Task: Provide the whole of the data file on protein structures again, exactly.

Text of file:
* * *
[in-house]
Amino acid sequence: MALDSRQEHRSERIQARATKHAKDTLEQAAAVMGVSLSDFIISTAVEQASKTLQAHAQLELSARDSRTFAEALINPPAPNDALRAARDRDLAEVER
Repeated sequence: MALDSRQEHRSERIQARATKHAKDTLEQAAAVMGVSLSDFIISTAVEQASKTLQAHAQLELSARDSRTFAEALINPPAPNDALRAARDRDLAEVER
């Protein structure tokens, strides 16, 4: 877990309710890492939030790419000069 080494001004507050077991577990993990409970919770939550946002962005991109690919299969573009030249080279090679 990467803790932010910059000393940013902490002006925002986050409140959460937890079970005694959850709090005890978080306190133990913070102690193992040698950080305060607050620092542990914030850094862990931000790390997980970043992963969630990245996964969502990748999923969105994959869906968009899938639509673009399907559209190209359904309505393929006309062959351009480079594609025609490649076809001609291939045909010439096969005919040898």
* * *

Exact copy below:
[in-house]
Amino acid sequence: MALDSRQEHRSERIQARATKHAKDTLEQAAAVMGVSLSDFIISTAVEQASKTLQAHAQLELSARDSRTFAEALINPPAPNDALRAARDRDLAEVER
Repeated sequence: MALDSRQEHRSERIQARATKHAKDTLEQAAAVMGVSLSDFIISTAVEQASKTLQAHAQLELSARDSRTFAEALINPPAPNDALRAARDRDLAEVER
């Protein structure tokens, strides 16, 4: 877990309710890492939030790419000069 080494001004507050077991577990993990409970919770939550946002962005991109690919299969573009030249080279090679 990467803790932010910059000393940013902490002006925002986050409140959460937890079970005694959850709090005890978080306190133990913070102690193992040698950080305060607050620092542990914030850094862990931000790390997980970043992963969630990245996964969502990748999923969105994959869906968009899938639509673009399907559209190209359904309505393929006309062959351009480079594609025609490649076809001609291939045909010439096969005919040898």